With a new infusion of $30 million in funding from the State of North Carolina in June 2017, Golden LEAF is once again ready to help local government and nonprofit organizations recovering from Hurricane Matthew, tropical storms Julia and Hermine and the 2016 western wildfires.
The Golden LEAF Foundation has already exhausted the $25 million appropriated through the Disaster Recovery Act of 2016.
As of August 2017, the Golden LEAF Board of Directors has awarded $25.5 million in grants for disaster recovery efforts in 10 counties and has awarded $5 million in funding to support small business loan programs.
"Our state leaders provided funds to Golden LEAF to put crucial capital to work as fast as possible to support our local governments and small business dealing with recovery," said Dan Gerlach, Golden LEAF president. "Golden LEAF is pleased to help keep a natural disaster from becoming an economic disaster."
To date, entities in Bertie, Bladen, Columbus, Craven, Cumberland, Jones, Lenoir, Pitt, Robeson and Wayne counties have received funding for a variety of projects to help with recovery efforts.
The Golden LEAF Disaster Recovery Grants Program has helped Robeson County recover from 2016 storm damage by providing funding for building repairs, infrastructure, repair and replacement of equipment and stormwater drainage.
Pictured is an office in Robeson County Schools main administrative building following the flooding from Hurricane Matthew.
“We were so grateful to have Golden LEAF working with us on our unmet needs that were not addressed by FEMA and other available dollars,” said Lumberton City Manager, Wayne Horne. “Without the assistance from the Golden LEAF Foundation, our communities would have likely seen sizable increases in taxes and other fees to provide the revenues needed to address drainage issues around Southeastern Health, fund major repairs to the city’s water plant and to help restore public buildings damaged by Hurricane Matthew. With the assistance, we were able to avoid passing on recovery costs to our taxpayers.”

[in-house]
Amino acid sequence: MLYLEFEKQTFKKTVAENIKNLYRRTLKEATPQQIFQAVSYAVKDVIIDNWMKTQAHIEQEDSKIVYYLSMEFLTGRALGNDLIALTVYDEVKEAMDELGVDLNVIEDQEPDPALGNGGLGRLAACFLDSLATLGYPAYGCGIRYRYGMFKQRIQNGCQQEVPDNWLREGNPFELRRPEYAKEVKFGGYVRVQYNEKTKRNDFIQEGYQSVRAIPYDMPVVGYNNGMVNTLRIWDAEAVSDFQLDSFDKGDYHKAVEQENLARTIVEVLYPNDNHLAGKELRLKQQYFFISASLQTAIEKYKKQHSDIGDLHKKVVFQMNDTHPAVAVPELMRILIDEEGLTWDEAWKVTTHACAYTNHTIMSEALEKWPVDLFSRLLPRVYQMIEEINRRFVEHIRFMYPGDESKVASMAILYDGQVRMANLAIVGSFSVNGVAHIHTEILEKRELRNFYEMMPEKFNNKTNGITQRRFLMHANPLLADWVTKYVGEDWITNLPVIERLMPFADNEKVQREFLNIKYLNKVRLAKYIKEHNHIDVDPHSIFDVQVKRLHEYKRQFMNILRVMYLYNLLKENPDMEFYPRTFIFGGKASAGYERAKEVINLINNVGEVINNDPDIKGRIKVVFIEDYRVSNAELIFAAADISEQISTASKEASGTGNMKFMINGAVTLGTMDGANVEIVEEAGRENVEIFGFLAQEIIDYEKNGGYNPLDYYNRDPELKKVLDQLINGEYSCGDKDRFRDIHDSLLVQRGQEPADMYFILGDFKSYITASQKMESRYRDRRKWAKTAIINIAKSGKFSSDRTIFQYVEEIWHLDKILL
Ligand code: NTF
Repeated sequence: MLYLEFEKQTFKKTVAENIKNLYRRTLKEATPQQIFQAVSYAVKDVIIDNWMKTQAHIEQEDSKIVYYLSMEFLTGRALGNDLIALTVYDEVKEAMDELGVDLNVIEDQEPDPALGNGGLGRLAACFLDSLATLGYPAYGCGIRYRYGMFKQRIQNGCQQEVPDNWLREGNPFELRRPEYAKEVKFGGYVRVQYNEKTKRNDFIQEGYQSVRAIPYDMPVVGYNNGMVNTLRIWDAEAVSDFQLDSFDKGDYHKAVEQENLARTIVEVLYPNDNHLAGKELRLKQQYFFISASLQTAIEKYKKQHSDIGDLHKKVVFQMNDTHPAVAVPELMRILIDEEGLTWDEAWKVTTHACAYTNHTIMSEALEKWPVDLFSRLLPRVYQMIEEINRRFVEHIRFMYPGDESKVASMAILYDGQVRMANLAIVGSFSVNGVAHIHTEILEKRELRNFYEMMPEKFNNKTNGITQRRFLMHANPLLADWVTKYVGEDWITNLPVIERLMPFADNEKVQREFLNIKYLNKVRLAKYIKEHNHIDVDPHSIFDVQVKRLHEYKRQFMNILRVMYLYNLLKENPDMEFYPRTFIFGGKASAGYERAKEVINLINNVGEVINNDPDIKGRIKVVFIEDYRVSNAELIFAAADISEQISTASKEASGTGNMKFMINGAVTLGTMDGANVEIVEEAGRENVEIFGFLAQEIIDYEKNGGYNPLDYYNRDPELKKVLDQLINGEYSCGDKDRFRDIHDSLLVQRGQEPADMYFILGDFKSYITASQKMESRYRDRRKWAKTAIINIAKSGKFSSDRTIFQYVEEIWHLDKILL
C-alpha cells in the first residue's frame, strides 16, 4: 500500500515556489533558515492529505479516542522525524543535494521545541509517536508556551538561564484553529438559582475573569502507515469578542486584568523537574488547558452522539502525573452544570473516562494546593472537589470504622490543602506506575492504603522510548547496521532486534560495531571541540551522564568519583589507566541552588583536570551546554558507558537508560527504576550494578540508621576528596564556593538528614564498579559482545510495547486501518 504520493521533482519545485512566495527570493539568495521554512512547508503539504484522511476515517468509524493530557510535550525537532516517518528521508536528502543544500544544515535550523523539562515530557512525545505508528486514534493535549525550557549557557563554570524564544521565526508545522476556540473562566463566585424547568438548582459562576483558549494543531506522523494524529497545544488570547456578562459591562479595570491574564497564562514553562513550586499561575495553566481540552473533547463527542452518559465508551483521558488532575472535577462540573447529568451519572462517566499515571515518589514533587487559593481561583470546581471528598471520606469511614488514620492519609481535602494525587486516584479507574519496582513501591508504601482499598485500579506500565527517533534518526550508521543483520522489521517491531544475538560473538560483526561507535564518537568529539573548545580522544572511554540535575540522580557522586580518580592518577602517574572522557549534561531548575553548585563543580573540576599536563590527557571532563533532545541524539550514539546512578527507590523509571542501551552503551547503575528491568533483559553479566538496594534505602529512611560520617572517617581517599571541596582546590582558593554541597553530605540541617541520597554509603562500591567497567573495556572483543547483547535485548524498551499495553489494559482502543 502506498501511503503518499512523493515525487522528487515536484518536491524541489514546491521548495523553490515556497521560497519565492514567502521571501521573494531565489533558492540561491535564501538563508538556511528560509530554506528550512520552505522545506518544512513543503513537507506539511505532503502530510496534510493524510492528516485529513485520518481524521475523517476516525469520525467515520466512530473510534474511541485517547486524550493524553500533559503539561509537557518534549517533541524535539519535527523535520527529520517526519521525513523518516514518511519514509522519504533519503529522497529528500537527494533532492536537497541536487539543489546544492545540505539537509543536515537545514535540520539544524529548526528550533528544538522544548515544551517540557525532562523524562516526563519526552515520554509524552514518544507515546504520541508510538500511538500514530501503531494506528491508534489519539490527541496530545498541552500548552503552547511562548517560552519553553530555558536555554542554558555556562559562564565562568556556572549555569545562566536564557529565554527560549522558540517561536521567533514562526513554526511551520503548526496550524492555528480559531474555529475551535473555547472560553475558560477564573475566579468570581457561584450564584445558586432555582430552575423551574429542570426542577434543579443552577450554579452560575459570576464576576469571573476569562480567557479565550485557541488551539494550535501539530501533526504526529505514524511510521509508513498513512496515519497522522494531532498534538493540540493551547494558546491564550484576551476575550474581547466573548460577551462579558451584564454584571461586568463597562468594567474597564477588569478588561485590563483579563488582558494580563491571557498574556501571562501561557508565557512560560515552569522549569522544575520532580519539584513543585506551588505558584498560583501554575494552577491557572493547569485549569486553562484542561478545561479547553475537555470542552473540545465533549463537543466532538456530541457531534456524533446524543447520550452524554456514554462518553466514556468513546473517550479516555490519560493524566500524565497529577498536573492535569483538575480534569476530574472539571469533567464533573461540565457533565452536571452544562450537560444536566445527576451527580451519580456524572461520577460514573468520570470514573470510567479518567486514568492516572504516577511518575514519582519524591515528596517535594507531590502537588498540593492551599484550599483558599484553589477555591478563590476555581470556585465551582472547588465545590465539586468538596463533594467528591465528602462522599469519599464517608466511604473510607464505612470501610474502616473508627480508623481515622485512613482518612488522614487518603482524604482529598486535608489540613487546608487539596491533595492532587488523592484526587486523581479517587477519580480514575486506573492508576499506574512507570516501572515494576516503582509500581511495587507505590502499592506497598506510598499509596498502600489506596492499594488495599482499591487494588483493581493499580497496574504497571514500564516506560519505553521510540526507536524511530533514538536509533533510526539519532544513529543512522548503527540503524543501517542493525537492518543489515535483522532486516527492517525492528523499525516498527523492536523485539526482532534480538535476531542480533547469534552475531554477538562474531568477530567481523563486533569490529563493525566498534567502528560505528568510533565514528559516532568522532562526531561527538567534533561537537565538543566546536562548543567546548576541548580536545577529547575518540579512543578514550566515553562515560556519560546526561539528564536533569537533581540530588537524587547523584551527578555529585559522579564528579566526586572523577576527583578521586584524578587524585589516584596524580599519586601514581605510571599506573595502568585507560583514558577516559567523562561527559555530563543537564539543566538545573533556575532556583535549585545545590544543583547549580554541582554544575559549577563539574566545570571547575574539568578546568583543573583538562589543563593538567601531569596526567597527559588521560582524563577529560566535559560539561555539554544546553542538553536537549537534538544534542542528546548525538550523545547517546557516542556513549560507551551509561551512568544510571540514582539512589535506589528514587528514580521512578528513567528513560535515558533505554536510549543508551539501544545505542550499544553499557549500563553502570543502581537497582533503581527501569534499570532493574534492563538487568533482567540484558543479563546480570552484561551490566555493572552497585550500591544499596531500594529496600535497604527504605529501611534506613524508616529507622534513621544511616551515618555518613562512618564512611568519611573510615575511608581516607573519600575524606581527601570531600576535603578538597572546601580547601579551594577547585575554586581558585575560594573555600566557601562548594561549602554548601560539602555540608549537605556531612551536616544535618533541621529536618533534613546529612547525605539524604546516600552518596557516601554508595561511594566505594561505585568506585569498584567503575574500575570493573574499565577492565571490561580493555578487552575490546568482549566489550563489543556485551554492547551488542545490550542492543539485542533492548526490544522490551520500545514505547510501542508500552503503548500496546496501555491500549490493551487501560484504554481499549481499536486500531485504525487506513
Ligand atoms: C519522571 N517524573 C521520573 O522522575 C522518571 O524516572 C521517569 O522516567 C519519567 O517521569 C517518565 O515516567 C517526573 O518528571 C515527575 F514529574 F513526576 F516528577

In Cumberland County, Golden LEAF has funded multiple projects to remove debris blocking waterways, a project to repair storm drainage and a project to provide road access to housing development that lost its road entrance as a result of the hurricane.
Golden LEAF Senior VP Mark Sorrells surveys damage from Hurricane Matthew on a bridge over a Fayetteville Creek.
“We are truly honored to be recipients Golden LEAF Disaster Recovery Grant program funding,” said City Manager Douglas J. Hewett. “Hurricane Matthew devastated the city of Fayetteville on October 8th 2016 and our city and our residents incurred millions of dollars in damages. While we like to consider ourselves prepared for any emergency, we simply have not seen devastation on this large a scale in Fayetteville in many years. These grants will go a long ways toward helping our city and its residents recover.”
Golden LEAF support complements but does not supplant other state, federal, and private funding available for disaster recovery.
"As the Mayor of a City that was hit as hard as we were, I have the deepest heartfelt appreciation for the help we have received from Golden LEAF, our State's General Assembly as well as FEMA and special Federal earmarks," said Mayor Nat Robertson.
Funding through the Disaster Recovery Grants Program is available in areas affected by Hurricane Matthew, Tropical Storm Julia or Tropical Storm Hermine, and the 2016 western wildfires. Eligible projects include: repairing or replacing existing infrastructure; infrastructure to support new housing development; repairing or replacing equipment; and building, replacing, or improving public infrastructure to support hazard mitigation. For more information about the Golden LEAF Disaster Recovery Grants Program, click here.